The implications of this cartoon – the most widely reproduced New Yorker cartoon, according to Wikipedia – are that behind the firewall of one’s computer, one can pretend to be anyone or anything.  Enter “social media.”  I am not a sociologist, although I did some study decades ago in college, but to almost anyone with a semblance of a brain, examples of people pretending to be things they are not run rampant on the Internet. 

So why not us?  My inherent trust in people (which has gotten me in trouble before) wants to believe that everyone reading this is exactly who and what they say they are.  But if I say I’m a 6-foot-5, 250-lb. former Navy SEAL with extensive experience in black ops and multiple contacts within the intelligence community, who’s to say I’m wrong? (I’m not, by the way).  

Judging someone by their looks is almost as bad as judging someone by their intentions.  You can only judge someone by their actions.  It isn’t a stretch of the imagination to take a look at the giants of the tech industry and believe that they weren’t the guys in school the girls were all chasing after.  Facebook, in fact, was created by “geeks” to rate the attractiveness of coeds at Harvard.  It’s probably safe to say that Mark Zuckerberg, Jack Dorsey and others of their ilk weren’t like Yankee Doodle Dandy, and “with the girls be handy.” The image of the four-eyed geek sitting in his mother’s basement, pens in a pocket protector, gazing at a computer screen is known to everyone, I daresay. 

I was one of them.  I wasn’t “handy” with the girls, but I was good with technology, and made a career of it.  A good career, in fact.  It has allowed me to survive the ups and downs of economic swings, and yes, I got married and had a family.  So even geeks can succeed, depending on how you measure success. 

Being good with technology means being able to manipulate things. Computers, cars, cameras, vacuum cleaners, thermostats, light timers, video recorders (remember those?).  It does NOT mean manipulating people. But I think we have reached a point in our disintegrating culture and civilization where the manipulators are using “social distancing” to push us to “social media” where content and concepts are being filtered to present us with a single view of the world.  Churches, restaurants and bars – places where people gather to talk, exchange ideas and “socialize” are being withheld from us, for reasons that appear to make no sense. The sociopaths have found a way to herd us like cattle.  And the drug of “social media,” where nobody knows we’re a dog, blinds us to that. 

With an Asterisk (*)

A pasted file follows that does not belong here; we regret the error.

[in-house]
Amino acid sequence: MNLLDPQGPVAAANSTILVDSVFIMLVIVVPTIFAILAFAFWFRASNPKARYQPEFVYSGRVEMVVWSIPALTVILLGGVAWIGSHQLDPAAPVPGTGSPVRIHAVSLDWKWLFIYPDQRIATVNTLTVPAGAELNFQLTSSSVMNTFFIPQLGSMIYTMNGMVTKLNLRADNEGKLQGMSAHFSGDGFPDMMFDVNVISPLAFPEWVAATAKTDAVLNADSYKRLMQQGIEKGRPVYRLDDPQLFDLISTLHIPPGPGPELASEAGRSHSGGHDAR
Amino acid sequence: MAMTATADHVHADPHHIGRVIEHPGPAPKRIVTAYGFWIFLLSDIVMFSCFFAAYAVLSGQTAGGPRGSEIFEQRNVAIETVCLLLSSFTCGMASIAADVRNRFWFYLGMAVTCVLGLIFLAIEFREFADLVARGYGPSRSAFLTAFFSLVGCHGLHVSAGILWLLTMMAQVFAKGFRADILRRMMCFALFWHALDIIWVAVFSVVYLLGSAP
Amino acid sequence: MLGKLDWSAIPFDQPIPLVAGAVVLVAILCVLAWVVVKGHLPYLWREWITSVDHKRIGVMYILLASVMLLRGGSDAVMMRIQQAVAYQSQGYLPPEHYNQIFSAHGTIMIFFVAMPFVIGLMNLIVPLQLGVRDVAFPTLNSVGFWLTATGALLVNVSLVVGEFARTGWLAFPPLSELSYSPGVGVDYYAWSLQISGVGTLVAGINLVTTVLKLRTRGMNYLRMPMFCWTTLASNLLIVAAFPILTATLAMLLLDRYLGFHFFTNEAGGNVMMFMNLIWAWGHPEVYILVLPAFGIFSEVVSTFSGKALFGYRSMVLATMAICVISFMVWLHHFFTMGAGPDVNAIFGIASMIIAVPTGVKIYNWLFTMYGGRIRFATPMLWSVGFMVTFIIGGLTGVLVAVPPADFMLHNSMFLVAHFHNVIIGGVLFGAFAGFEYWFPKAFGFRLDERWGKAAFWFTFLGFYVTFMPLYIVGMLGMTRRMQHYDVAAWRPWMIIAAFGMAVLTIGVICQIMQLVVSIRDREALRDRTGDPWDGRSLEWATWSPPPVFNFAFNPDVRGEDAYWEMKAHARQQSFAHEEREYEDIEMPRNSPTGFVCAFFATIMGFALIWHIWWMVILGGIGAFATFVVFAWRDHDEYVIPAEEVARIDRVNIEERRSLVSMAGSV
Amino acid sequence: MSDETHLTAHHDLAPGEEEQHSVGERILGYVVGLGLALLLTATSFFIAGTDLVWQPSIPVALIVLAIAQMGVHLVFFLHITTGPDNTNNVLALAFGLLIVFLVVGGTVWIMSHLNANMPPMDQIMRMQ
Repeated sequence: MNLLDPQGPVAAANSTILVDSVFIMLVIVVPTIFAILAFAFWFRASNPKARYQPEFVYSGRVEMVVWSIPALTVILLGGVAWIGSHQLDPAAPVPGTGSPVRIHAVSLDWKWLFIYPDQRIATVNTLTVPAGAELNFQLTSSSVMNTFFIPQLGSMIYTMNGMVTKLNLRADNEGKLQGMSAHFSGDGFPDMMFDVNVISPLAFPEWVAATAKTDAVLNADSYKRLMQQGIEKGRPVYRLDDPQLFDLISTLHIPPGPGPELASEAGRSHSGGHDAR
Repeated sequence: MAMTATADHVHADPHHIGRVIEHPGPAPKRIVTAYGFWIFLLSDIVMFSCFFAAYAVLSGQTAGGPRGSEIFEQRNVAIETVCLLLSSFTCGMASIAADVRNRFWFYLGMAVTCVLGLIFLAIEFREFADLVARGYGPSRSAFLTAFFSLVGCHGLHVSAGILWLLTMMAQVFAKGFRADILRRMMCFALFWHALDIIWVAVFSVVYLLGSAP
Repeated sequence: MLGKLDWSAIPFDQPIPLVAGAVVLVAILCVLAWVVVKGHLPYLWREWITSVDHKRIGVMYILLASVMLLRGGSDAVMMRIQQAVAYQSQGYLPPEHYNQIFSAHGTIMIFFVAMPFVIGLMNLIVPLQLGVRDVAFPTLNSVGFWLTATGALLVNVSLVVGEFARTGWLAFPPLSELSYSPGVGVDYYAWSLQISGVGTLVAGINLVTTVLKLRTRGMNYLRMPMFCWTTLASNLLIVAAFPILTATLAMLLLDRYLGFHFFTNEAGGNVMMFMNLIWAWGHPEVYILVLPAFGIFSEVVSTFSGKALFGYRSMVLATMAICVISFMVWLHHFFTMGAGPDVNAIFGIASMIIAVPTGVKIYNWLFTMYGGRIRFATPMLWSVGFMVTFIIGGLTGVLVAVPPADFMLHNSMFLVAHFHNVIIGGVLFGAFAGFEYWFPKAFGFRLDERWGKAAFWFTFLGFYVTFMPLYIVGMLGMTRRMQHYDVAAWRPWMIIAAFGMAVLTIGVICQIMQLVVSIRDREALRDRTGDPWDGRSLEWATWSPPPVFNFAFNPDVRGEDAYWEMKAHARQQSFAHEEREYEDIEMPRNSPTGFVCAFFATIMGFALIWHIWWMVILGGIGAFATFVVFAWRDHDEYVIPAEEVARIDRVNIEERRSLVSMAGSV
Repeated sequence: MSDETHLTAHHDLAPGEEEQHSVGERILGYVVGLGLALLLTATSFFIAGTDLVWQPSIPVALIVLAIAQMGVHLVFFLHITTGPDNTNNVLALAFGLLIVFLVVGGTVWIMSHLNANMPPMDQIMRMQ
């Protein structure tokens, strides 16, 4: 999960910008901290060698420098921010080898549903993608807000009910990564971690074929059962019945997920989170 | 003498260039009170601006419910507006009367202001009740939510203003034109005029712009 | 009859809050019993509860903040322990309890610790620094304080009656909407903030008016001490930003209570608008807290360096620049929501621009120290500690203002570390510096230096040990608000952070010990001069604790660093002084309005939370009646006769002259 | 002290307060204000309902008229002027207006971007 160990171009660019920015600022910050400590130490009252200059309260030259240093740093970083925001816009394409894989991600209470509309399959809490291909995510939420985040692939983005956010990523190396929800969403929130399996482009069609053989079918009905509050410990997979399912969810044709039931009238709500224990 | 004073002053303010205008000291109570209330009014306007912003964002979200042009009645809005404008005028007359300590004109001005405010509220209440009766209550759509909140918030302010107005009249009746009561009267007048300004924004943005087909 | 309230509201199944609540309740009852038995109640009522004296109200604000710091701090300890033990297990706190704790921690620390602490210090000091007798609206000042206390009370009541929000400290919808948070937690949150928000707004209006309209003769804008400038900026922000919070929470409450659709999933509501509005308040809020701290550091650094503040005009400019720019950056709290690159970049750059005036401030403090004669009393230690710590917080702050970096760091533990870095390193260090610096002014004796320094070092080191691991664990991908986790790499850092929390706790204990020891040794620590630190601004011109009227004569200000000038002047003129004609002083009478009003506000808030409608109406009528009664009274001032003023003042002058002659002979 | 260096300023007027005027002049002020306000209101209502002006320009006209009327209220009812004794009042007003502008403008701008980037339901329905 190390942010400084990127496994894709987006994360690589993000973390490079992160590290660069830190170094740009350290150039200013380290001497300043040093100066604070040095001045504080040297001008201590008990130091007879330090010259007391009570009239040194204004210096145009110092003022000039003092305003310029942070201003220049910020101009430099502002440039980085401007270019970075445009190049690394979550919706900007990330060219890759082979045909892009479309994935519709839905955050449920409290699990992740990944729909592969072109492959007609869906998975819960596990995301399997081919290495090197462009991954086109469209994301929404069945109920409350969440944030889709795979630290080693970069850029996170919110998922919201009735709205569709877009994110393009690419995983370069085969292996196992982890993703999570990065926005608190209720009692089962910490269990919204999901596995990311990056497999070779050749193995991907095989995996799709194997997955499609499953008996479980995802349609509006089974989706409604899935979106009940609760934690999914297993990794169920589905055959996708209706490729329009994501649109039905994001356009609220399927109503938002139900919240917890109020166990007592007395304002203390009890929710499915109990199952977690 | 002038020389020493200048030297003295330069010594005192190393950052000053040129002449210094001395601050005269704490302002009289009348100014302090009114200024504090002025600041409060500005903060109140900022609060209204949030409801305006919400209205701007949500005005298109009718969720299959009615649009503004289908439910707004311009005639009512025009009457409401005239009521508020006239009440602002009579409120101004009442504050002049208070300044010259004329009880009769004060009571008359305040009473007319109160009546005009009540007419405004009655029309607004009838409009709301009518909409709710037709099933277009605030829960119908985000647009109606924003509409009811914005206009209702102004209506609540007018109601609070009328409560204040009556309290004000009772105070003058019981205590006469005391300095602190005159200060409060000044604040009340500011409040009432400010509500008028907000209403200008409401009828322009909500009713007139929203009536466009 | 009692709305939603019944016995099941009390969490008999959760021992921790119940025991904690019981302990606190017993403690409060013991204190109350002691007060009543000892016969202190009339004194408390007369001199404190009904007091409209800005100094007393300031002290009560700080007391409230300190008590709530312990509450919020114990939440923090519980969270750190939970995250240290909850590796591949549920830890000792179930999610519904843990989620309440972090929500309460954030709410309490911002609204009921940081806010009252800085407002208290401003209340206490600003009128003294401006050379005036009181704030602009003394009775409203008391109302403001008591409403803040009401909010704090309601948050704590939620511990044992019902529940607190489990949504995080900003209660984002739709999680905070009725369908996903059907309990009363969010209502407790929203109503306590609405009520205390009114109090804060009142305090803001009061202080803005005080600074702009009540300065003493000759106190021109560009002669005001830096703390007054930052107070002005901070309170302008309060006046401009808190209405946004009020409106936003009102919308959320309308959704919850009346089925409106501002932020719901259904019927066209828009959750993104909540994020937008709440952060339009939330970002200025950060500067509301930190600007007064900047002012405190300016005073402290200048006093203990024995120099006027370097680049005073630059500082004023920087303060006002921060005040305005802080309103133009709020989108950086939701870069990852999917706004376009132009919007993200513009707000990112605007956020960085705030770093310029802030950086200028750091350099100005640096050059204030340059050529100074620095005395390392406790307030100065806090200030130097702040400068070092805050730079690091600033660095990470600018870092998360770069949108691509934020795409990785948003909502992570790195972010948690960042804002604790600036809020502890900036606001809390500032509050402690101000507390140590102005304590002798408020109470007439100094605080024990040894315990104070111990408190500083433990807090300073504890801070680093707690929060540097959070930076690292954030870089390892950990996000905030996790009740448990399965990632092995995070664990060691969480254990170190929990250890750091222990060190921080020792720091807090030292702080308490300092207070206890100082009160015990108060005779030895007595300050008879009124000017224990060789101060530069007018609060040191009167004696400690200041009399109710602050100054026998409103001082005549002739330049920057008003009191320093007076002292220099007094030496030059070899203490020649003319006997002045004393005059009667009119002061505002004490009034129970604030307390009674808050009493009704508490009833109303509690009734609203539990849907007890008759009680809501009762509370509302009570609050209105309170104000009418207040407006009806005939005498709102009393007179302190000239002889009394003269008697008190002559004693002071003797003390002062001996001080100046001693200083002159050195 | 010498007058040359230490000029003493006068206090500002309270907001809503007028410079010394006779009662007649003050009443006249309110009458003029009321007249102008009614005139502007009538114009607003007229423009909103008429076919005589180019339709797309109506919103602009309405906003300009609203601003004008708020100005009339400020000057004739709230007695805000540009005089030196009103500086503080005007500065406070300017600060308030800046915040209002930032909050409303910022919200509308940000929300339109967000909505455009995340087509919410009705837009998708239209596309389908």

Lately I have been seeing a number of (mostly op-ed) articles placing an asterisk after Joe Biden’s name: Biden*

I am going to adopt this typography, as it speaks volumes to how the political landscape in the U. S. A. works today. At present, Joseph Robinette Biden seems poised to assume the office of President of the Unites States despite all logical indications he did not win that office. At least not fairly.

I won’t go into the many arguments, papers, treatises, videos, affidavits, charts and proclamations that make the point that massive fraud occurred during the presidential election of 2020, and that the true winner was the incumbent. It’s extremely rare for an incumbent to lose re-election. Especially when the record of accomplishments is as lengthy as president Donald John Trump’s.

Pictures Say More Than Words

The image above, as unfocused as it may be, tells the story without words: BIden rarely left his basement, and even put a “lid” on public appearances, while Trump traveled the country holding rallies, where thousands of enthusiastic supporters showed up. Weather be damned and COVID be damned. There is so much wrong that “statistics” show how improbable Biden’s “victory” could be. Yet, the media and “big tech” played handmaidens to the Democrats, and Biden’s victory has been proclaimed as if it were a fait accompli.

Thus the asterisk. I will never believe that Biden* won the presidency. If he takes the office on January 20th, 2021, he will be a “pretender.” A “president-select,” as it were. There will always be an asterisk attached to his presidency. For me and for 74 million other Americans.

I Love It Here. So, I’m Leaving.

If you work in an organization that uses email as a major form of communication, you’ve no doubt been the recipient of the global “blast” farewell message. You know the kind. Generically, the email goes out to everyone in the company/organization/division/group/whatever, and announces the sender is leaving for greener pastures.